Keys-by-TEARN mobile platform
Diary of a passionate, tech Dad
from TEARN i.e. teach to learn

Dec 18, 2010

Chrome OS from Google - What is it?

Google released the Chrome OS and Chrome Web Store. What are these products? Why do we need them?

Applications in A Browser

Traditional PCs, laptops, and desktops, use Windows as the operating system. The OS has gotten bigger, more complex, and executes very slowly on old hardware - thus requiring the purchase of more and more computers just to do the same work. That trend makes no sense.

Users buy learning apps on CDs and install them on the PC. This is expensive, difficult process, and the programs quickly become out-of-date.

Google has extended their Chrome browser to become an operating system. This eliminates the surcharge from expensive hardware. (ed: Our Taiwan friends hint that typical Chrome OS or Android tablets could be purchased for $200 to $400 each.)

The Chrome Web Store hosts applications that can be purchased and used inside the Chrome browser. These apps reside on the web cloud and can be updated without the user having to fuss with the software. The Web Store tracks who owns what and automates access to the latest versions. This is ideal for educational and other apps where the data can be constantly changing.

Google already supplies an office suite of word processing, spreadsheet, database, and presentation software - all of which are free. They have also purchased Picnik, which provides a graphics application that is both free and a paid service.

Replacing an expensive PC, complex OS, and inadequate browser with inexpensive hardware and latest browser - does that make sense?

Updates are automatic as the system self updates over the cloud. This saves everyone time and money.

Applications Versus Websites

Companies who create products like TV shows, movies, music, books, graphics, or learning apps depend on consumer purchases to sustain their art. The earnings from advertising-supported websites have proven to be far from sufficient to support the cost of creative ventures.

Those who argue for everything free ignore the economics of creative services. Would Mel Gibson work for free? A lot of content is free, but it's not possible for everything to become free.

Although applications in the new Chrome OS are delivered just like websites, there are significant differences:
  • Applications can depend on purchases for revenues - not just advertising.
  • The user interface of an app is completely different from websites. Whereas websites try to route users among hundreds of links per page, the applications focus on one task. Thus, applications are far simpler to use than websites.
  • Most apps depend on touch or sensors as controllers - versus keyboards or mice.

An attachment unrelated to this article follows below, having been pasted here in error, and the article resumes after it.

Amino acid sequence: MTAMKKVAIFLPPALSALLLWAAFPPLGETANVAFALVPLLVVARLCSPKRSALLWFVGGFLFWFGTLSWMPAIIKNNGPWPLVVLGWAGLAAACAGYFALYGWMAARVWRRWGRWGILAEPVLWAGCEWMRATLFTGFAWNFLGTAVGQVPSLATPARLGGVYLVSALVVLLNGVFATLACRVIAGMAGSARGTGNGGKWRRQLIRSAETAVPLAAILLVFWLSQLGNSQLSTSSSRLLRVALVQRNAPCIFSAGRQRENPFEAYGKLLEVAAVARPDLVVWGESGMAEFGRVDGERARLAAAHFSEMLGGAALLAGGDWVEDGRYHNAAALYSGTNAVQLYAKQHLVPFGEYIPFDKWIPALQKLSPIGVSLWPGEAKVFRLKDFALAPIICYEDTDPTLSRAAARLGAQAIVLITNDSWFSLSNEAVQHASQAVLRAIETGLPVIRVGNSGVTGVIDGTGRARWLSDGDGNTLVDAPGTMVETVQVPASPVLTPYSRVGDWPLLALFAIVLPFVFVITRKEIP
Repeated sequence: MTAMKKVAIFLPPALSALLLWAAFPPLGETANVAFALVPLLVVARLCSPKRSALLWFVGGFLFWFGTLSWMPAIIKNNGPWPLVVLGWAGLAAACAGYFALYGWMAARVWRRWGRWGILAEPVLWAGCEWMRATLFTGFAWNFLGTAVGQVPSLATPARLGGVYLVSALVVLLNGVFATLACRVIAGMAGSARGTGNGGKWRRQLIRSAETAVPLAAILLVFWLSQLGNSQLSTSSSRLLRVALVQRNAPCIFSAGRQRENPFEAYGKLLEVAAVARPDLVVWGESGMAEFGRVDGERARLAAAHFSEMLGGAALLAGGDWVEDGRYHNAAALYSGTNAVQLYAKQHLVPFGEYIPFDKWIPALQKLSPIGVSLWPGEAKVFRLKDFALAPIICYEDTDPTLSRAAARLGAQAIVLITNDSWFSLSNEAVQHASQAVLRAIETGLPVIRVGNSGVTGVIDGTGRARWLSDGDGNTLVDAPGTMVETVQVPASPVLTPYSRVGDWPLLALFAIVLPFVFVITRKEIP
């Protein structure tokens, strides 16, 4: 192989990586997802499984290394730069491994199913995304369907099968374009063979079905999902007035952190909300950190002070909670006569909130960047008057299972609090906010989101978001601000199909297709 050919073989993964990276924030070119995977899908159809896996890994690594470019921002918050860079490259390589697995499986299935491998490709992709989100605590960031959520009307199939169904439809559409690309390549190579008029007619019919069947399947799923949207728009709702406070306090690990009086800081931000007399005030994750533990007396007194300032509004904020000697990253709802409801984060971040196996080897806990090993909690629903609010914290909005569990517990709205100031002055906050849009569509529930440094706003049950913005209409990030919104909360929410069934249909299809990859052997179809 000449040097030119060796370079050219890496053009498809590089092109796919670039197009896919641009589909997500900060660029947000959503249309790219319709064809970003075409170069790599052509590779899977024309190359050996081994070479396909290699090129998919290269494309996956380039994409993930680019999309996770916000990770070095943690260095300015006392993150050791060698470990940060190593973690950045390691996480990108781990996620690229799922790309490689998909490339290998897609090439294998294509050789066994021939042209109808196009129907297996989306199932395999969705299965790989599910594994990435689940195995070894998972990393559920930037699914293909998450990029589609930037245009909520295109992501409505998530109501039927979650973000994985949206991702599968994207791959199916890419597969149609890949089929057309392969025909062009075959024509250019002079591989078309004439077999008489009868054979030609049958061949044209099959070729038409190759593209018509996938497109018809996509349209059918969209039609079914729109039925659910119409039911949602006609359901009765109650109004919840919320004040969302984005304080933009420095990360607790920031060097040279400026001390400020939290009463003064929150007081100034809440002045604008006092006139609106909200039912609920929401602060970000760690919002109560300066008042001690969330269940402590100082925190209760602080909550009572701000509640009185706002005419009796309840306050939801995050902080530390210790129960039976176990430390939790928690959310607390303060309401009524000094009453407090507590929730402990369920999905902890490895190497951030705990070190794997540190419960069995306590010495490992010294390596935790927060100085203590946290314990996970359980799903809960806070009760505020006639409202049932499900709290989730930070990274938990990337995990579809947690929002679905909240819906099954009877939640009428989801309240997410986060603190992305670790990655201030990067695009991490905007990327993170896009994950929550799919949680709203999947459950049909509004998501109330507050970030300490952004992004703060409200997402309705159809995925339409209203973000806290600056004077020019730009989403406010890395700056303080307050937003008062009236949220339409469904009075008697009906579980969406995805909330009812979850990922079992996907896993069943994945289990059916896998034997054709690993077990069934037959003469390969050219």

• Most use animation to make everyday use palatable.
A new breed of designers have replaced legacy web and Flash designers to produce apps that are useable. Note that a web application can be a website, but a website is not always an application.

Is it Just Like an iPad?

iPad has led the wave of change. Most Wall Street analysts expect the iPad to gain a significant share of the PC business. A centralized company like Apple has the advantage to effect such major changes.

One key change from iPad is that developers can create advanced apps without supporting legacy browsers like Explorer and Firefox that don't have the advanced features. Chrome OS does the same for desktop and laptop users. Thus, this change enables innovation that benefits all users.

We believe that the iPad has just touched the surface of a new generation of computing. Continued innovation depends on choice from distributed ventures. As more hardware, software, app developers, and wireless engineers tackle the problem - this new generation will displace the majority of wasteful desktops and laptops that are used today.

Complexity that cost time and money will be displaced by simplicity and lower costs. Say goodbye to your PC. It will be relegated to the same niche as mainframe computers.

What's Next With Chrome?

We are under non-disclosure with dozens of companies, who plan to release new computers that use the Chrome OS or equivalent - mostly in the spring of 2011. These computers will be inexpensive, easy to setup, fast starting, and easier to use.

To start with Chrome OS, you don't need to wait.

Google already provides the Chrome browser as a free software that is used by millions of people. It downloads apps from the Chrome Web Store and provides a Cloud OS on today's desktops or laptops. Follow the links below to download the latest Chrome browser and explore the apps in the Chrome Web Store. The process is easy.

Like iTunes, your apps move with you when you update your hardware - avoiding the days wasted installing old software on new computers. Thus, if you start now, you'll be saving time and money with your next PC purchase.

You immediately gain the benefit from the latest applications based on the latest web technologies.

Keys Support For Chrome OS

We have started adapting apps for the Chrome Web Store and the 2011 wave of tablet computers. To download an app, look for the Chrome icon. Here are a few Chrome OS apps to explore using your laptop or desktop:



A very good explanation how to use and utilize the Google infrastructure.

Brady said...

Thankks for sharing this

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